While a part’s design may meet all the right functional requirements, that doesn’t mean the design is suited for cost-effective CNC machining. In fact, some part features may be difficult or even impossible to machine as designed, which drives cost, quality and yield problems
When it comes to Design for Manufacturability (DFM), it’s clear that overspecifying certain part features — such as dimensional tolerances, grooves, holes and radii — will drive up your production time and costs. But surface finish can be a different story.
In our last blog post, we explored how overly tight dimensional tolerances on CNC machined parts can drive up production time, lead to more costly machining processes and reduce yields—making it a good idea to ask yourself if a part really needs the tightest of tolerances from a functional standpoint.
In our last blog post, we introduced six drivers of CNC machining time and cost. Kicking off this series, we turn our attention to dimensional tolerances. When overly tight, tolerances can easily drive up production time, lead you into more costly machining territory and reduce your yields.
While a part’s design may meet all the right functional requirements, that doesn’t mean the design is suited for cost-effective CNC machining. In fact, some part features may be difficult or even impossible to machine as designed, which drives cost, quality and yield problems.
At L&S, we've long been dedicated to working with local organizations to teach high school and college students about manufacturing as a way to stimulate their interest—and give them a glimpse of some great career opportunities. Before lockdown, we hosted two projects where students visited our Latrobe facility, watched our machine tools in action and learned about basic manufacturing processes in an interactive, hands-on way.
Just about every manufacturing business has a 3D printer nowadays. We’re one of them, and our 3D printer has improved our ability to make, inspect and handle parts for the nuclear, aerospace and medical industries. Here’s how we use it:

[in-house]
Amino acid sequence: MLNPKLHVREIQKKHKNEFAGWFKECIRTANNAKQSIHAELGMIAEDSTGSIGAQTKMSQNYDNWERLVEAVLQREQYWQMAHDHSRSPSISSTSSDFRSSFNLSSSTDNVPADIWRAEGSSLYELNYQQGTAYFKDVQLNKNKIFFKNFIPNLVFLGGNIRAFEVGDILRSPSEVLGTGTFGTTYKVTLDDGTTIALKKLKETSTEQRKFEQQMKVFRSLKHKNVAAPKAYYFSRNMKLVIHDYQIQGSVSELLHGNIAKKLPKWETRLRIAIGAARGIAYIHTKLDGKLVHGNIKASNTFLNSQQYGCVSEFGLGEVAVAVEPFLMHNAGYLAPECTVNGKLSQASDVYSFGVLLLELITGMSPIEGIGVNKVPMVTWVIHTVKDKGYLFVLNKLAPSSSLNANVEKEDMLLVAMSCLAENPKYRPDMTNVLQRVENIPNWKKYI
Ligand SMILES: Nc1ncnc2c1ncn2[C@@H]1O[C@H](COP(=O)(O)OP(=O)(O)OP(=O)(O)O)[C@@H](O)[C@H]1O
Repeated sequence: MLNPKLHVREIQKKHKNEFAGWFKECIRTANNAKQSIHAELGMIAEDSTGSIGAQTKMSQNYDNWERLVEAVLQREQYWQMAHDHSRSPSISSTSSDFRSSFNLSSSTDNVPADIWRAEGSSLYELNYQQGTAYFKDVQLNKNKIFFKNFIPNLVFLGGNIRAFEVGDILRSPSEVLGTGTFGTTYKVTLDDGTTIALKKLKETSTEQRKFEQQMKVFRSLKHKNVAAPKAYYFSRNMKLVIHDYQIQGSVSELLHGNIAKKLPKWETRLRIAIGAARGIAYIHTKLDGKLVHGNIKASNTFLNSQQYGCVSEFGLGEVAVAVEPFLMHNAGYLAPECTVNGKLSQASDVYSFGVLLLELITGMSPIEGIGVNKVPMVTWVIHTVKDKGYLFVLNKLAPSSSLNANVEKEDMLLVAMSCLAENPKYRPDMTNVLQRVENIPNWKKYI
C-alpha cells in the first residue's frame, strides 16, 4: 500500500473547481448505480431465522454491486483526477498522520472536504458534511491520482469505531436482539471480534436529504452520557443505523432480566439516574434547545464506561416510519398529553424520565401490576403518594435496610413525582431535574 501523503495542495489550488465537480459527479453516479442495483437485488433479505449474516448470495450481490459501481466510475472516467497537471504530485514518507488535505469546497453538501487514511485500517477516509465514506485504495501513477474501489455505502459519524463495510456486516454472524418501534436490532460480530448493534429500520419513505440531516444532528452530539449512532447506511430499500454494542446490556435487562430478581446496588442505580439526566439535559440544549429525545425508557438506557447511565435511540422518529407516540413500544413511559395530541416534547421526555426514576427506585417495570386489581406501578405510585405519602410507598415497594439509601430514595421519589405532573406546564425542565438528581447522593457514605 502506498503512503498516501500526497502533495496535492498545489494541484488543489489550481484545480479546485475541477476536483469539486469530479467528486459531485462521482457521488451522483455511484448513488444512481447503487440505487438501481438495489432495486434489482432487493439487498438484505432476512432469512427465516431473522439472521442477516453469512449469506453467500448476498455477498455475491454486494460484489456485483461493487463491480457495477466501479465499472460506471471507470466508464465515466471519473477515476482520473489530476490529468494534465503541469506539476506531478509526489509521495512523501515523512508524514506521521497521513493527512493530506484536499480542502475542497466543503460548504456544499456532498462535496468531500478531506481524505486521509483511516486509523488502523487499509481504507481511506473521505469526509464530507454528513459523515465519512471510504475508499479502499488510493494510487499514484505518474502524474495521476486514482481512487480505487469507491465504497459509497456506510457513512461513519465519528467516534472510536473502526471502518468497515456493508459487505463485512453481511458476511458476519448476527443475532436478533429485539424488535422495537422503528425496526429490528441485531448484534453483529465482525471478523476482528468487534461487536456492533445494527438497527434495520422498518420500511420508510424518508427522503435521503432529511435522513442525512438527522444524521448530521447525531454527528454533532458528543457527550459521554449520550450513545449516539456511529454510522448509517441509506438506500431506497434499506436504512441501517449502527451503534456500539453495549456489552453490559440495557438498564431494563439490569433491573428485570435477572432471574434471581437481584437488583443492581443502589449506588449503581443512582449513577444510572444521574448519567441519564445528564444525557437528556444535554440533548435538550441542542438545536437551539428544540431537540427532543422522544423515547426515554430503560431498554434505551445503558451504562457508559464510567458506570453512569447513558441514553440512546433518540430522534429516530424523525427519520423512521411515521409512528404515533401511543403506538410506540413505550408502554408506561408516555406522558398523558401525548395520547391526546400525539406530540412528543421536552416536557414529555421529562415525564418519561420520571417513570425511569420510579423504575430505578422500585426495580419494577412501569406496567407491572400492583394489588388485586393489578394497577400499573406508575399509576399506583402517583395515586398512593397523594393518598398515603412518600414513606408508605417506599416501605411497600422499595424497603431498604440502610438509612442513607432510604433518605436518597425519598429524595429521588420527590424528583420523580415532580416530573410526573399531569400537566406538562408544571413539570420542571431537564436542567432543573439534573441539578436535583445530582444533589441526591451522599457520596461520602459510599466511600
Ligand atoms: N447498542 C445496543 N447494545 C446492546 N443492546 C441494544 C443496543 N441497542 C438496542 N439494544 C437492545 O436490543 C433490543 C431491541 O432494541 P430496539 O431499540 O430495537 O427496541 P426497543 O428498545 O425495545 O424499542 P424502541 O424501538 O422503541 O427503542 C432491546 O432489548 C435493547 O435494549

L&S is excited to work with Astrobotic Technology—a cutting-edge space robotics company based in Pittsburgh, Pennsylvania. Making the Moon more accessible to universities, non-profits, companies and individuals, Astrobotic provides end-to-end payload delivery to lunar orbit and the lunar surface.
Our facilities have been undergoing a transformation, and the biggest change has been a move to replace all of our 3-axis machines with new Haas 5-axis CNC machines. While we still have a handful of 3-axis machines for very simple jobs, the bulk of our production milling jobs now go on 5-axis machines. Here’s why:
We’re proud to announce that Lauren Morlacci, our Continuous Improvement Manager, was recently named one of the National Tooling and Machining Association (NTMA)’s 30 Under 30 honorees. She, along with 29 of her peers, will be recognized at the upcoming NTMA Fall Conference for her work in manufacturing.
An update on data-driven CNC machining at L&S Machine Company
Check out our new video to learn more about our full range of capabilities including CNC machining, 5-axis machining, welding, water jet cutting and quality systems. Only takes a minute.
If you’re involved in any type of manufacturing, you’ve probably given some thought to what the factory of the future will look like. How automated will it be? Will the machines have more advanced capabilities? And what human skills will be needed to run those machines?